You might have heard about how ancient Egyptians mummify their dead rulers and kin, but do you know that there were Buddhist monks who practice self-mummification? Instead of waiting for their death and having others mummify them, these monks work to mummify themselves while they were still alive.

The process of self-mummification

The practice of self-mummification was a prevalent practice in Japan but other places in Asia like China, practice it as well. Buddhist monks who abide by this practice spent over 10 years to prepare their physical body to be mummified.

Monks follow an extremely strict special diet which aims to increase their chances of preservation and to gradually starve their bodies through the years. This special diet forbade eating of any food made from wheat, rice, barley, and soybeans.  They only consume nuts, berries, tree bark, and pine needles to diminish their body fat and moisture, which are the primary factors that cause dead bodies to decay. To inhibit bacteria growth, they are herbs, cycad nuts, and sesame seeds. To protect their future dead body from being infested by insects, they drank a poisonous tree sap that also served as an embalming fluid.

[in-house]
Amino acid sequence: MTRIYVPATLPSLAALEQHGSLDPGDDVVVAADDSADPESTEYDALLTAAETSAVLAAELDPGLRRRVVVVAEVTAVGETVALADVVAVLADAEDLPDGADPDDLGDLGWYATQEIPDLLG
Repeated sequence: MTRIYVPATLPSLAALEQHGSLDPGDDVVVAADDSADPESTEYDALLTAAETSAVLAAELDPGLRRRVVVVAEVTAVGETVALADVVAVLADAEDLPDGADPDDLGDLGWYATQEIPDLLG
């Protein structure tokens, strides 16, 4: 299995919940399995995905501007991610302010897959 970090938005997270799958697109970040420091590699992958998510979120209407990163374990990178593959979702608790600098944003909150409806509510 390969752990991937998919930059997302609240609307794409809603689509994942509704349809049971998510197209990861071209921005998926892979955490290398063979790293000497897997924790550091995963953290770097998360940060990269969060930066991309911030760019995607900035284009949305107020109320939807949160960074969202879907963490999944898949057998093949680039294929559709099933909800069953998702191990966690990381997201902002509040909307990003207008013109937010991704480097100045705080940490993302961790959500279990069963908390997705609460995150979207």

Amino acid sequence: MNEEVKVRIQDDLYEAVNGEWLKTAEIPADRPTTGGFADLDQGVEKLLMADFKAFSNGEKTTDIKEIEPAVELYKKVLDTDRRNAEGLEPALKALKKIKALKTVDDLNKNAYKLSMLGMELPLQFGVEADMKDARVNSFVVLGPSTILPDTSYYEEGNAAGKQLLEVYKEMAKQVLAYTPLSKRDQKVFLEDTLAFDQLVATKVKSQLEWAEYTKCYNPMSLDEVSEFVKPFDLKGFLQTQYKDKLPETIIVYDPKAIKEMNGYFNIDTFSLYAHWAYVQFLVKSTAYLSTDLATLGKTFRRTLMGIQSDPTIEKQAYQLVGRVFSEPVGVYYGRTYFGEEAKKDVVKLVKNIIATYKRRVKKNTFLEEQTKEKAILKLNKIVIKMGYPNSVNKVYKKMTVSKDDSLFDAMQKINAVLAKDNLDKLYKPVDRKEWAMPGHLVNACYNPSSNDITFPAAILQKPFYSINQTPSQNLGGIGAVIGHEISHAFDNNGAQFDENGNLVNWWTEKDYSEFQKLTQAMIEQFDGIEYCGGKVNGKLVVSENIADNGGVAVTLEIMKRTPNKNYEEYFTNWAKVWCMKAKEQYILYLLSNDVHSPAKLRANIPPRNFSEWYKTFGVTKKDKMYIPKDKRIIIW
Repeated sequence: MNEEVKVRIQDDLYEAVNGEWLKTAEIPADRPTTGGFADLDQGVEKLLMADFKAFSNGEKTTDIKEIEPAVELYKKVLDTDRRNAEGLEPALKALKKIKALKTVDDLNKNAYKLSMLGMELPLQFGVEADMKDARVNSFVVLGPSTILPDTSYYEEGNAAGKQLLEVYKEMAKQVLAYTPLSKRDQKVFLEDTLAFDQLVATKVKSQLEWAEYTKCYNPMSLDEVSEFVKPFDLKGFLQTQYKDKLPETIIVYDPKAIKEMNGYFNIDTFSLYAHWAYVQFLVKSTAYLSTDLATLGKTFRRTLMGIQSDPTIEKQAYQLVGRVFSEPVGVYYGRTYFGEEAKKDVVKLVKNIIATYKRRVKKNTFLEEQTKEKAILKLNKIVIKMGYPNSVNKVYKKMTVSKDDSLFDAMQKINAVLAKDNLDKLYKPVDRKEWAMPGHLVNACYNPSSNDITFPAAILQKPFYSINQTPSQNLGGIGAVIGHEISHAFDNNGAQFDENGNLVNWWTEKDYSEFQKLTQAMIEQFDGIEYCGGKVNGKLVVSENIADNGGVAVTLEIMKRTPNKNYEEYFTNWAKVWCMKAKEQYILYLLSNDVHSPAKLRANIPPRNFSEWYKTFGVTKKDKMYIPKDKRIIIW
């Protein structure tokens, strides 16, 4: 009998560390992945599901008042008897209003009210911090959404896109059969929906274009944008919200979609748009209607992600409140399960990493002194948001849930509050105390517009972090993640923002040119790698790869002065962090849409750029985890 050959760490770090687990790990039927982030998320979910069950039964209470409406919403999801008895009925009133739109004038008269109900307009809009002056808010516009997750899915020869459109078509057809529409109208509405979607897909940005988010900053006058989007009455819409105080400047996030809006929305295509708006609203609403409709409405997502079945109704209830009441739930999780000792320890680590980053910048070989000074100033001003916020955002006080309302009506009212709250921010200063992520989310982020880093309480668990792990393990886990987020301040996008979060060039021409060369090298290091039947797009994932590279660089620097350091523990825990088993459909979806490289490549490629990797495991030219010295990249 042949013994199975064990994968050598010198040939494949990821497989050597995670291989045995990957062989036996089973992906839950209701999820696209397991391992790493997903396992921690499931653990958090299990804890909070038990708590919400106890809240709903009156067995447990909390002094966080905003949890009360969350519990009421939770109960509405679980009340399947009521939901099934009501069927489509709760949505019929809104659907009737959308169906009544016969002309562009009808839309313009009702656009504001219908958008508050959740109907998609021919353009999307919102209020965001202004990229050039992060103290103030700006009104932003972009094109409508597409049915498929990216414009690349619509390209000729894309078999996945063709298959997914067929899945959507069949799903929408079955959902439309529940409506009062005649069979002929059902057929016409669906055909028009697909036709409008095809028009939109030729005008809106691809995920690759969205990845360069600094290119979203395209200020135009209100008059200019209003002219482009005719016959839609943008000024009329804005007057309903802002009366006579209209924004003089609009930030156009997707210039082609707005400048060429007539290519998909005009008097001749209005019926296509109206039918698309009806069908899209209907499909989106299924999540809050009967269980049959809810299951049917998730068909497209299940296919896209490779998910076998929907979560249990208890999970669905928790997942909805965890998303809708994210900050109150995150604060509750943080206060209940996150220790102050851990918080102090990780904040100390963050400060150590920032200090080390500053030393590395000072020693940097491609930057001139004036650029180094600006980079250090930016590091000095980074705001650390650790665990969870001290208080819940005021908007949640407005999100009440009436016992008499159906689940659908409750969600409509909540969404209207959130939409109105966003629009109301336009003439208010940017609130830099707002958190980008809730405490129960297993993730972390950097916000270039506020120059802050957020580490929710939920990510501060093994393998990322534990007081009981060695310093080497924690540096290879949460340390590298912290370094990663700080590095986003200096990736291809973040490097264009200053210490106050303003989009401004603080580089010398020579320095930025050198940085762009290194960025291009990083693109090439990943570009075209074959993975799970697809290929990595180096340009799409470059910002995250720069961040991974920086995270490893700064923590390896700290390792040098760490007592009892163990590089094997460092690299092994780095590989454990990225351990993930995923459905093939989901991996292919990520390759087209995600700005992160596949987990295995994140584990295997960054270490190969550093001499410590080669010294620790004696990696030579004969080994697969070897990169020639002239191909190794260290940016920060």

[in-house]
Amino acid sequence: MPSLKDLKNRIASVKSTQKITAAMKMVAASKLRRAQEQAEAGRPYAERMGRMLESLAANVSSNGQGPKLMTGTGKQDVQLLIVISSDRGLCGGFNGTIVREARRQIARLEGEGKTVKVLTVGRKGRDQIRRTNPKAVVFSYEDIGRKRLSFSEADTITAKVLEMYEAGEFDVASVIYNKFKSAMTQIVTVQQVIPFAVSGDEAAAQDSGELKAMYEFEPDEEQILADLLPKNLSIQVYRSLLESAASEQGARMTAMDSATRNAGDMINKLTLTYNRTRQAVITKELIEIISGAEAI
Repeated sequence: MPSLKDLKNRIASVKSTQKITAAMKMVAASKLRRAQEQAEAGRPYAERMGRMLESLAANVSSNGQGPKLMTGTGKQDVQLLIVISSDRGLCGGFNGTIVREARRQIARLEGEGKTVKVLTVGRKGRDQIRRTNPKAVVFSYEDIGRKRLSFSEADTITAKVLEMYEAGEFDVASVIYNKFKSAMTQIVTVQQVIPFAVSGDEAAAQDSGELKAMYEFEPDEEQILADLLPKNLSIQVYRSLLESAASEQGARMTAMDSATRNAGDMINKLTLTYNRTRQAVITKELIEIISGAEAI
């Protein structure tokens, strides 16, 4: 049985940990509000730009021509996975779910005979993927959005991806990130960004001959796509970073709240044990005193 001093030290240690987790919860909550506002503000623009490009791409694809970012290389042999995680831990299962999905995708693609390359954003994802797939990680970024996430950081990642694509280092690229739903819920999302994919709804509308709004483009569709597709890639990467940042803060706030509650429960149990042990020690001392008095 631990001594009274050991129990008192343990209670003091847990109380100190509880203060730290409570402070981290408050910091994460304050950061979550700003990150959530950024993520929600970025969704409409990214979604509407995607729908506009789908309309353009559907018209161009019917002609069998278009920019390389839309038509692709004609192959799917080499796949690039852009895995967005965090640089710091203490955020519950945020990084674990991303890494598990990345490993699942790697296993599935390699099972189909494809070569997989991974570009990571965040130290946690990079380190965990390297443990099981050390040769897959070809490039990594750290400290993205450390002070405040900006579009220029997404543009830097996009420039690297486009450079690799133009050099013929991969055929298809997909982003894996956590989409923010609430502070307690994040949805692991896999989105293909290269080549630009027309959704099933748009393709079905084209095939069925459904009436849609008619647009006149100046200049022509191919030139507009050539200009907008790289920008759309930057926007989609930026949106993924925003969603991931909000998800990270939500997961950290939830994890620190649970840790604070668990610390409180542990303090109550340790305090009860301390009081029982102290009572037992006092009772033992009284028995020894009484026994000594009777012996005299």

After following this strict diet plan for many years and the monk was already nearing starvation, he would then be buried alive in an underground chamber with only a bamboo tube to help him breathe. The monk sat in a lotus position and chanted sutra while buried. He rang a bell every day to inform the other monks that he was still alive.

When the bell stopped ringing, the bamboo tube would then be removed, and the tomb would be sealed. After three years, the tomb would be opened to check if the body mummified. If it did, then the body would be taken to the temple to be venerated but if it did not, then exorcism would be performed, and the monk would once again be buried.